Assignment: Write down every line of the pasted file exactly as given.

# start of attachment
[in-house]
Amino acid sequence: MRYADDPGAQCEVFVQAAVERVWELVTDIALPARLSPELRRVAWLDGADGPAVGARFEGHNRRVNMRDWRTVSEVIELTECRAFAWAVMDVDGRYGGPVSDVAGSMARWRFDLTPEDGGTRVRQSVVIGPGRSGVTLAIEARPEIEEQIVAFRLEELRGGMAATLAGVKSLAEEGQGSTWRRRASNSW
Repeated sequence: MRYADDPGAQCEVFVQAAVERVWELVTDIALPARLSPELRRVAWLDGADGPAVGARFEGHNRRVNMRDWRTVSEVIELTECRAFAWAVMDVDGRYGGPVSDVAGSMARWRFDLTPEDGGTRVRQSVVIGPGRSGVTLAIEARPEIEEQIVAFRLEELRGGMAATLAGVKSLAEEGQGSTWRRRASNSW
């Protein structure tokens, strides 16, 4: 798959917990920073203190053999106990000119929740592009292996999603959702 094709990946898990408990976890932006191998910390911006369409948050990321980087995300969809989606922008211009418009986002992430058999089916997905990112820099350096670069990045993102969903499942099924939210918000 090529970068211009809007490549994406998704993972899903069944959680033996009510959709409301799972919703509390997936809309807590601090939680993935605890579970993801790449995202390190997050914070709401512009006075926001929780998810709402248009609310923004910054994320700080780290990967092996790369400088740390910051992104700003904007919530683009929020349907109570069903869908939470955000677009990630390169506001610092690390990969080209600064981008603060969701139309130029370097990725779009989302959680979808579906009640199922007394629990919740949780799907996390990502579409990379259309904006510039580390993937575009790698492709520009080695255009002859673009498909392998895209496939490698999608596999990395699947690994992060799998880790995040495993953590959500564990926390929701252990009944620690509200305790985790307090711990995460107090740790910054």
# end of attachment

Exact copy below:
[in-house]
Amino acid sequence: MRYADDPGAQCEVFVQAAVERVWELVTDIALPARLSPELRRVAWLDGADGPAVGARFEGHNRRVNMRDWRTVSEVIELTECRAFAWAVMDVDGRYGGPVSDVAGSMARWRFDLTPEDGGTRVRQSVVIGPGRSGVTLAIEARPEIEEQIVAFRLEELRGGMAATLAGVKSLAEEGQGSTWRRRASNSW
Repeated sequence: MRYADDPGAQCEVFVQAAVERVWELVTDIALPARLSPELRRVAWLDGADGPAVGARFEGHNRRVNMRDWRTVSEVIELTECRAFAWAVMDVDGRYGGPVSDVAGSMARWRFDLTPEDGGTRVRQSVVIGPGRSGVTLAIEARPEIEEQIVAFRLEELRGGMAATLAGVKSLAEEGQGSTWRRRASNSW
């Protein structure tokens, strides 16, 4: 798959917990920073203190053999106990000119929740592009292996999603959702 094709990946898990408990976890932006191998910390911006369409948050990321980087995300969809989606922008211009418009986002992430058999089916997905990112820099350096670069990045993102969903499942099924939210918000 090529970068211009809007490549994406998704993972899903069944959680033996009510959709409301799972919703509390997936809309807590601090939680993935605890579970993801790449995202390190997050914070709401512009006075926001929780998810709402248009609310923004910054994320700080780290990967092996790369400088740390910051992104700003904007919530683009929020349907109570069903869908939470955000677009990630390169506001610092690390990969080209600064981008603060969701139309130029370097990725779009989302959680979808579906009640199922007394629990919740949780799907996390990502579409990379259309904006510039580390993937575009790698492709520009080695255009002859673009498909392998895209496939490698999608596999990395699947690994992060799998880790995040495993953590959500564990926390929701252990009944620690509200305790985790307090711990995460107090740790910054």